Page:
Wednesday, January 20, 2010

Three strikes

Yesterday the government announced that it had come to a deal with the ACT Party on its "three strikes" policy:

Under the regime, an offender will receive a standard sentence and warning for the first serious offence. For the second offence they will get a jail term (in most cases) with no parole and a further warning. On conviction for their third serious offence, the offender will receive the maximum penalty in prison for that offence with no parole.
On the face of it, this is weaker than the original bill, which proposed a mandatory sentence of life imprisonment with a 25-year non-parole period for a third specified violent offence. But it strengthens the regime at the other end, by removing the requirement that the offender actually receive a sentence of five or more years imprisonment in order to qualify for a "strike"; now, merely committing the offence, regardless of the actual degree of offending, will qualify. The result is that minor offences, even those which have been "clean slated", could attract a severe and disproportionate penalty later on (alternatively, people who have served their time could face a prolonged sentence later on for minor offending).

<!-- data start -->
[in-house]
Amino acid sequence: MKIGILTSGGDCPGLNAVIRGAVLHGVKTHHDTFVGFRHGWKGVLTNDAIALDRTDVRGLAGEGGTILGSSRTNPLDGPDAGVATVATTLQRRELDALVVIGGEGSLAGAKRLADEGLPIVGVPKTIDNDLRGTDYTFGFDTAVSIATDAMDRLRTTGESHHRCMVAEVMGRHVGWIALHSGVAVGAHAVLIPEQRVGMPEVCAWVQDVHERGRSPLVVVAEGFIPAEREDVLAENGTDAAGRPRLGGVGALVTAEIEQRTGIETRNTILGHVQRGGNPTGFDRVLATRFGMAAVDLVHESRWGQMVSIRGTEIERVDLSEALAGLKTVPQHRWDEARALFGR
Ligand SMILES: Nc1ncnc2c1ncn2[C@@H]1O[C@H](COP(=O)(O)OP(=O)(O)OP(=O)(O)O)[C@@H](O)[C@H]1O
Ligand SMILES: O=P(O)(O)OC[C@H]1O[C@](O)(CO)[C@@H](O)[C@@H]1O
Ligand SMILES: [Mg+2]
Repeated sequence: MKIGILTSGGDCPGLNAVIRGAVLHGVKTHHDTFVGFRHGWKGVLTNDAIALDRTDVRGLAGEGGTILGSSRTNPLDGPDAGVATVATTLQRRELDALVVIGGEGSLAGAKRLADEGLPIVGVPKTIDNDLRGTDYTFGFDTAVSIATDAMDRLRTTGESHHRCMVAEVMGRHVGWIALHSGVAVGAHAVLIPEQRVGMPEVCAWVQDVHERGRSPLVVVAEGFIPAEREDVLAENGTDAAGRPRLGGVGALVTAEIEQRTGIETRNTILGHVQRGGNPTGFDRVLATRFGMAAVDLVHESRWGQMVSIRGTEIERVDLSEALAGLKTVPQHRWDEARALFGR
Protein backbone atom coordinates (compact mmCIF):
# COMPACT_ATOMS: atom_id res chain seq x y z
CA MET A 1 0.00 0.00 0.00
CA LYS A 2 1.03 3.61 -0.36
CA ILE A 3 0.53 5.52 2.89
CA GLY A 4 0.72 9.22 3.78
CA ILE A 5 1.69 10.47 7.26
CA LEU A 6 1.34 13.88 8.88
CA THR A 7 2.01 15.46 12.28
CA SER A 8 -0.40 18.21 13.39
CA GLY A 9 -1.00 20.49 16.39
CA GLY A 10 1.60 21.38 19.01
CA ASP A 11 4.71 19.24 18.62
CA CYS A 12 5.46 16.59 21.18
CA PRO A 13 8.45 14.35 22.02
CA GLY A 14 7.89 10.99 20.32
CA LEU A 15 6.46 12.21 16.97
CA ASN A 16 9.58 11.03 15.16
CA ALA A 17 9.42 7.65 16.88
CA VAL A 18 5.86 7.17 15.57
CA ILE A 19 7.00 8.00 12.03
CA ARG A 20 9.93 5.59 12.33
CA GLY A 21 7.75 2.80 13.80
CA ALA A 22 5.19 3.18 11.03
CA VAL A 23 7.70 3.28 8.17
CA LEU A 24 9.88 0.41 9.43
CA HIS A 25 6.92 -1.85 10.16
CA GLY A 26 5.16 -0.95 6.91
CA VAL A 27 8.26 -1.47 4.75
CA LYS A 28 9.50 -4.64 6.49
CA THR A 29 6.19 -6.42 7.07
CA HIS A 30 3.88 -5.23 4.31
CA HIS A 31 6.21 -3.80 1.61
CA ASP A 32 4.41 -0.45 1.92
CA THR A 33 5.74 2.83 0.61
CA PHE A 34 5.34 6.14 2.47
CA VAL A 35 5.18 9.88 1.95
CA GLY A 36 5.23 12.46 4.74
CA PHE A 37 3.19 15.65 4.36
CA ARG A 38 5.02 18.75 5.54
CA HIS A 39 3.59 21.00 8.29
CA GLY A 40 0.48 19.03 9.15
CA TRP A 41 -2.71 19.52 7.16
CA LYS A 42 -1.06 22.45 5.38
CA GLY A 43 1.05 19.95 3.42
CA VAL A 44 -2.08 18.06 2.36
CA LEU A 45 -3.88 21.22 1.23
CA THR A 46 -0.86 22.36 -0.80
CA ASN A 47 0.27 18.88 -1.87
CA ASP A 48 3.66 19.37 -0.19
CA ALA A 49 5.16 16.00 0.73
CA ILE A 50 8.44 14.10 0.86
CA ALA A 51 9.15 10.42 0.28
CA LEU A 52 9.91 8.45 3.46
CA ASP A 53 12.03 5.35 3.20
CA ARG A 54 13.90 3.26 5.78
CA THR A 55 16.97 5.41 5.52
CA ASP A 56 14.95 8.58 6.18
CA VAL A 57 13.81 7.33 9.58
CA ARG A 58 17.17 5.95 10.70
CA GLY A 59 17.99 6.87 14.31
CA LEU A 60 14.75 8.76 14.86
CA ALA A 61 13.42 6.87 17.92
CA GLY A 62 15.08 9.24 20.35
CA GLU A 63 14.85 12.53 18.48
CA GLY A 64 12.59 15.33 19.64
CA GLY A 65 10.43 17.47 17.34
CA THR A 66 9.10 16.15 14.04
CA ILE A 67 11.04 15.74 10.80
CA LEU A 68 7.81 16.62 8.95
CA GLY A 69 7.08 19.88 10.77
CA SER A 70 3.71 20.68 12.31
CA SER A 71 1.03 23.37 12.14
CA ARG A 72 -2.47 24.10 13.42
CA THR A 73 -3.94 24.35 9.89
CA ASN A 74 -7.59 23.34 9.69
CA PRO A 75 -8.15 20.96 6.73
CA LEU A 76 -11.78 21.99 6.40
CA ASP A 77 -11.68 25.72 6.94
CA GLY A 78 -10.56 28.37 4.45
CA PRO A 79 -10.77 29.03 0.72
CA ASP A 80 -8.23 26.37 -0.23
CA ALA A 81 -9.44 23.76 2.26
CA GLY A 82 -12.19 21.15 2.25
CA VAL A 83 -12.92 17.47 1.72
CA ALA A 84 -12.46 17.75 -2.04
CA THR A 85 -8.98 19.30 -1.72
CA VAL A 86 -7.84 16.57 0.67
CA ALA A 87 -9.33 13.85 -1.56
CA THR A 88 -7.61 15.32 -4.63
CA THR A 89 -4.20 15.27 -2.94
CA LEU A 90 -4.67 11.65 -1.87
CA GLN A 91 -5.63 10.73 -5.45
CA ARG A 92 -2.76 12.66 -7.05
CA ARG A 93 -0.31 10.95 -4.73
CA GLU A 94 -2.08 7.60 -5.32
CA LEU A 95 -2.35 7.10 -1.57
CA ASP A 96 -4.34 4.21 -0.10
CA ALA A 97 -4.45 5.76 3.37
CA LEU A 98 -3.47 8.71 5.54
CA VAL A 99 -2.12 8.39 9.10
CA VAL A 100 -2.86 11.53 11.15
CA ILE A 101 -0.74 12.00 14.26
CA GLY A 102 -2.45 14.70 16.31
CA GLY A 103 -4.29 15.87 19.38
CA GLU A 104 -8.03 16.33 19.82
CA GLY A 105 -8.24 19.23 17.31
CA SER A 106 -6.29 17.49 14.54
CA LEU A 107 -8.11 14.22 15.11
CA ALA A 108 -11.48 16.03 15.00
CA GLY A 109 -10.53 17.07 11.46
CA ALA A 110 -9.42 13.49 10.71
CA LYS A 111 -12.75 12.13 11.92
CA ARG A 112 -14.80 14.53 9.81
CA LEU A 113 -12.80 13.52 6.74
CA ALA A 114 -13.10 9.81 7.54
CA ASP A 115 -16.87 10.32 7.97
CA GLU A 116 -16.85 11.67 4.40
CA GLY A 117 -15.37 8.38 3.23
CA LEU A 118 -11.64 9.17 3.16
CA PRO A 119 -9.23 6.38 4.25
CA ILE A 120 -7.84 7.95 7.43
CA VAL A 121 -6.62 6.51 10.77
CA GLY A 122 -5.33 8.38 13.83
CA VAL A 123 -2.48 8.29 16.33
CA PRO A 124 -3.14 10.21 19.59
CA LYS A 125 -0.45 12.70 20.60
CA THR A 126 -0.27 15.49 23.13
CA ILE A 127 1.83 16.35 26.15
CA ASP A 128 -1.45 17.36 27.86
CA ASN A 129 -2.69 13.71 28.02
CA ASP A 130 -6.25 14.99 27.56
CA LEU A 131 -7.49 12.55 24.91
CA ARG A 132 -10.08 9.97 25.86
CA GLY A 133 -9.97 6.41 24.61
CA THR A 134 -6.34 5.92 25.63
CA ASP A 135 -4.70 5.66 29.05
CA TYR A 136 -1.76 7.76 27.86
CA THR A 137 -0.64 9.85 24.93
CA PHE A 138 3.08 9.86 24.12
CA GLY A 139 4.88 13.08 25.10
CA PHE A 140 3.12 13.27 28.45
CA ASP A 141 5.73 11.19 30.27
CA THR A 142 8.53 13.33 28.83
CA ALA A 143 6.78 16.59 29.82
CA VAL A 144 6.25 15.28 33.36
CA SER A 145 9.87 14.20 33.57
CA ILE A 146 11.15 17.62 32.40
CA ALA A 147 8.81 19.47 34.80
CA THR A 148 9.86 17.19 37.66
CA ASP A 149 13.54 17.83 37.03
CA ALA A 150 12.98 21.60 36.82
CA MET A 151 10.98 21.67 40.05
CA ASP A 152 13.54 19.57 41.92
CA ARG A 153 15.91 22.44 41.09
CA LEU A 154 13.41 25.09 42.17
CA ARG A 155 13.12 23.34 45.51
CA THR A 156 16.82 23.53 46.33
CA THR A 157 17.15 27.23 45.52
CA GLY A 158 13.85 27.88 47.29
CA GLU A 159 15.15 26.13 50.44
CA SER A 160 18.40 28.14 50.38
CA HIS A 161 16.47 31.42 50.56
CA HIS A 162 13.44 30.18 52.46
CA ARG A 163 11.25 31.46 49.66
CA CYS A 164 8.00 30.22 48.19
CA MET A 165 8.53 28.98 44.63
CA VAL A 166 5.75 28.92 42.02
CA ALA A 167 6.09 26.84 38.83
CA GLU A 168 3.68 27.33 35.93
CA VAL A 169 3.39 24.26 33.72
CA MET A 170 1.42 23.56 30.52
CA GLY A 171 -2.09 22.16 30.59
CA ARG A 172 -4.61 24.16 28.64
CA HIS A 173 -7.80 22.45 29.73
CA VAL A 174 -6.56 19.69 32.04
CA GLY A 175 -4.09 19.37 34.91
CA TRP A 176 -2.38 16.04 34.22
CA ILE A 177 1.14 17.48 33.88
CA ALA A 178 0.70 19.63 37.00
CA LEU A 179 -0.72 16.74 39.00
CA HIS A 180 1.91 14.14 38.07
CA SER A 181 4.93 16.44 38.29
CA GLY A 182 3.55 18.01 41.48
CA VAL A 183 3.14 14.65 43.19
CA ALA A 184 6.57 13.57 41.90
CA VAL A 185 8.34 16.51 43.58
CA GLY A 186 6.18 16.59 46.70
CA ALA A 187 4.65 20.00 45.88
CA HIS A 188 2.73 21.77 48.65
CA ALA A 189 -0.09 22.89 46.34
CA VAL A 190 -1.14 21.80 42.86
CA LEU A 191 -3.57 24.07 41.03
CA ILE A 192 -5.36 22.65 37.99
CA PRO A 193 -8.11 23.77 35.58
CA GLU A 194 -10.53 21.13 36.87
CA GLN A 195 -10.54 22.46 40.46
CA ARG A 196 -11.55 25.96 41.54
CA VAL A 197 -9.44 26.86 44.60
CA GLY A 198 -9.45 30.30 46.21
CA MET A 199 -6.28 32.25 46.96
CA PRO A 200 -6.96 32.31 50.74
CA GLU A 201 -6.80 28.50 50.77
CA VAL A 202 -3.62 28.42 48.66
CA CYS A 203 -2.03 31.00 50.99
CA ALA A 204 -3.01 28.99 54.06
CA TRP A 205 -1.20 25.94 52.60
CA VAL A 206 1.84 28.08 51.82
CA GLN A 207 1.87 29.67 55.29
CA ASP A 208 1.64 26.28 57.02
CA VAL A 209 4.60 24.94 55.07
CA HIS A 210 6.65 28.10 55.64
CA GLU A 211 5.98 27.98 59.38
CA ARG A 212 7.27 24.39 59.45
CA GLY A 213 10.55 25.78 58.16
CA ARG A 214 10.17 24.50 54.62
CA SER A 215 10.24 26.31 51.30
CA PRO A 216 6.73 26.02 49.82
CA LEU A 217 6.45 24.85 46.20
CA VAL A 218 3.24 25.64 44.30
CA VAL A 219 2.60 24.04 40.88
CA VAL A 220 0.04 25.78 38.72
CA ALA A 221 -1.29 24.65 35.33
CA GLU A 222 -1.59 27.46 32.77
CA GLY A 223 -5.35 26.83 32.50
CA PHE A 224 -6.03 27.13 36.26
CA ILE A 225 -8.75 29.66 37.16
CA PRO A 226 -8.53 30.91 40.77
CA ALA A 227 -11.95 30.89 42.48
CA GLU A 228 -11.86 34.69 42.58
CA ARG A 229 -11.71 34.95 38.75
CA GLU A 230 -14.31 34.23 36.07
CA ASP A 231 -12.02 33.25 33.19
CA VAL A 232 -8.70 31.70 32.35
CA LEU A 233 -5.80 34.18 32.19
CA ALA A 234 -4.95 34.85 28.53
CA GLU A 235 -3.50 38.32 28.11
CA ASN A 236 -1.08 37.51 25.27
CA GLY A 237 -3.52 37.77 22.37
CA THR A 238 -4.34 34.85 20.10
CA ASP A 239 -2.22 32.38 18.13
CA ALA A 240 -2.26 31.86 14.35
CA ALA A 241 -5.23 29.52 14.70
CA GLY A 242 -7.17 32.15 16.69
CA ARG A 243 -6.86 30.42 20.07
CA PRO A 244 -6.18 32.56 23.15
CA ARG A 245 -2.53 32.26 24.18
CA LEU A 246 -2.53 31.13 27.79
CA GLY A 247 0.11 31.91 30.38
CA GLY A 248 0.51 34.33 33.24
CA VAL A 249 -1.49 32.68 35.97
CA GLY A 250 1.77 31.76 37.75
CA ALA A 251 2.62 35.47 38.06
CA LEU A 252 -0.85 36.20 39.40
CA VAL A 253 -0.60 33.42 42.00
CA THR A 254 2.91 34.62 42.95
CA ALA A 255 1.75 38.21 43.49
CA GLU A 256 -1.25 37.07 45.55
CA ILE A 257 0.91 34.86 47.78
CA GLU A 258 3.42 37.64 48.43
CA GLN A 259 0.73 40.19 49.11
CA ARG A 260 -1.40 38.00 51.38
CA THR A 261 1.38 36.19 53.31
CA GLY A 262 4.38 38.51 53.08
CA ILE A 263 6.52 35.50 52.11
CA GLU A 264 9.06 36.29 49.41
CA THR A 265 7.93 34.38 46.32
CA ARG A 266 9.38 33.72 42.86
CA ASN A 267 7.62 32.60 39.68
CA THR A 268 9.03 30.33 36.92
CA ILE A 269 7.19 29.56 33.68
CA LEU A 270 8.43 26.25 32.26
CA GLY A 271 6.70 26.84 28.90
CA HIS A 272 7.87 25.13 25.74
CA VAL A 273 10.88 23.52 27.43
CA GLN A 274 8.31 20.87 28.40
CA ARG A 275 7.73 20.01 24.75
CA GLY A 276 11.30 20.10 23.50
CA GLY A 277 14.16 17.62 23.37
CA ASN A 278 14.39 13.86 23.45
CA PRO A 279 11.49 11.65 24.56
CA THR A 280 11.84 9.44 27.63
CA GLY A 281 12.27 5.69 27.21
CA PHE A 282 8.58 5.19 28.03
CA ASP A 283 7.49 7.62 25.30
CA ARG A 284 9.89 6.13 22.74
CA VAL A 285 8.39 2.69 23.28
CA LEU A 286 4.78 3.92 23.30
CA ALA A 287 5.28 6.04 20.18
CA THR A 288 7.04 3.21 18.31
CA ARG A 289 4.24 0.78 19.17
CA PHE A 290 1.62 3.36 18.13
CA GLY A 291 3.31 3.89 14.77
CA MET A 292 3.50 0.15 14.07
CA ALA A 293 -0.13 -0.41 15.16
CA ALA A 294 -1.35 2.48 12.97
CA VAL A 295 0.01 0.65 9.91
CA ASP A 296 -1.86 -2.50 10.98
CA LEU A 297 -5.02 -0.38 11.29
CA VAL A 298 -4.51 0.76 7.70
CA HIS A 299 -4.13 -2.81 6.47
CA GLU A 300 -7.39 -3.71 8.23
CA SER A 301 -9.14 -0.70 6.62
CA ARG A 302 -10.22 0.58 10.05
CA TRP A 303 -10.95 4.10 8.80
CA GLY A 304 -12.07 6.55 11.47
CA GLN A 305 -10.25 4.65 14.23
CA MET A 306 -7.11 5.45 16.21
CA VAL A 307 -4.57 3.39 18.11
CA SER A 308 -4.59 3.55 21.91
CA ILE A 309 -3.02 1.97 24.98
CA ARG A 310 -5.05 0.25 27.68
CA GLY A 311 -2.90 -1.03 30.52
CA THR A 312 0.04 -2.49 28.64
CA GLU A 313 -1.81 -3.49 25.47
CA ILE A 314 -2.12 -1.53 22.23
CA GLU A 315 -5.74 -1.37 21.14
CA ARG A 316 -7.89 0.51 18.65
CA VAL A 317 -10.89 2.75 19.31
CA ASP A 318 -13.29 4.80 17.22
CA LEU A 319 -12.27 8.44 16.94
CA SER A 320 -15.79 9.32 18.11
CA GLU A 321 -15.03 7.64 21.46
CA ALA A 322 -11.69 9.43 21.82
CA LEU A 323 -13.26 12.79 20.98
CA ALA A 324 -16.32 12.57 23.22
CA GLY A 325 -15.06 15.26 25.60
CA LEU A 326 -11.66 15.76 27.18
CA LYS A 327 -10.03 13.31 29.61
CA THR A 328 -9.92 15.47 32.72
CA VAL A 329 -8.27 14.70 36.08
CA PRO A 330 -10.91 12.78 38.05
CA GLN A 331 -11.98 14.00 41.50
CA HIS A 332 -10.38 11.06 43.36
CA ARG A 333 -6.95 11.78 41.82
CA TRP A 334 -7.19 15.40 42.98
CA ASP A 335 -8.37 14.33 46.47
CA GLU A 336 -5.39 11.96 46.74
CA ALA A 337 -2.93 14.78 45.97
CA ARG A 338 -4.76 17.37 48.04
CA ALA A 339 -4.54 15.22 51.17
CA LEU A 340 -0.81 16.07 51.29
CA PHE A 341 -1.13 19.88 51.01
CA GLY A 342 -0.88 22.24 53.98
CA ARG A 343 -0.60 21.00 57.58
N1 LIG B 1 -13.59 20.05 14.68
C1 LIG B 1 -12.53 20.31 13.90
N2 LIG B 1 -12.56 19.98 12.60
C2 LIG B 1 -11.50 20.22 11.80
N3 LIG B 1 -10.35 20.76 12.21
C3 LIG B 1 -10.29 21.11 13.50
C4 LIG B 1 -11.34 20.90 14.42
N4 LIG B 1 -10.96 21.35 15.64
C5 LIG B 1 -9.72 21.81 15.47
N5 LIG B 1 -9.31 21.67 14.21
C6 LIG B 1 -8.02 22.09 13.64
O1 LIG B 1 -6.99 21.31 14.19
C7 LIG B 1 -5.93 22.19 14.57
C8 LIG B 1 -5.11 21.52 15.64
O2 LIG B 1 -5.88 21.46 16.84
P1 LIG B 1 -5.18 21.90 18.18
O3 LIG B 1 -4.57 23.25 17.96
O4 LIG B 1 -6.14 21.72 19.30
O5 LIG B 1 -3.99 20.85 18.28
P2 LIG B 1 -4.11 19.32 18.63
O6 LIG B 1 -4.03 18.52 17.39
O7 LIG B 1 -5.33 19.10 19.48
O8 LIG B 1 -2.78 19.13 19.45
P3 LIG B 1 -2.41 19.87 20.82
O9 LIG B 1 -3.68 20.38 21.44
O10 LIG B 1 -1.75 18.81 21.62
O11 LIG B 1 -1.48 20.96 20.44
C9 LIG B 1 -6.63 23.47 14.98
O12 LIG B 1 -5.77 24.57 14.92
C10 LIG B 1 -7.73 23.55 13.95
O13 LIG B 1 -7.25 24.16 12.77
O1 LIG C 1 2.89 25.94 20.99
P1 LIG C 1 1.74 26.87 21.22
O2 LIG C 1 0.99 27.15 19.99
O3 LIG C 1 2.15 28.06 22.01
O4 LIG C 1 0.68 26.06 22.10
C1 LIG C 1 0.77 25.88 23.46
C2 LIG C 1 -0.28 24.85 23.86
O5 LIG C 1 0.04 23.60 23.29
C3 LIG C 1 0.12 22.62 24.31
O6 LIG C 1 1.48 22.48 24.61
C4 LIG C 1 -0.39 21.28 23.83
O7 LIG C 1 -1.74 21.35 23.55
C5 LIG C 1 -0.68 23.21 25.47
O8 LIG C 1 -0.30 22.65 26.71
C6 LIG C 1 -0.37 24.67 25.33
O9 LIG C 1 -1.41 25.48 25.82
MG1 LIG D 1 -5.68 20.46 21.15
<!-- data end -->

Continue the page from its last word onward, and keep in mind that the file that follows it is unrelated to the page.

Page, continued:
When the bill was initially introduced, the Attorney-General reported to the House [PDF] that it was inconsistent with the BORA ban on disproportionately severe treatment or punishment:

Absent manifest injustice [which is a very high threshold - I/S], the sentencing court is obliged to impose a sentence on a qualifying offender that may be significantly more severe than that imposed on a more culpable, but non-qualifying, offender. As a result, the scheme does not ensure a consistently rational connection between the offence and the penalty.
While the maximum third-strike penalty has been reduced, this still applies. If passed, this bill will see offenders subjected to disproportionate sentences which bear no relation to their actual degree of culpability. And that is simply wrong. People should serve the sentence for the crime they have committed, not serve an extra sentence for a crime they have already been punished for.

[More from Graeme Edgeler here]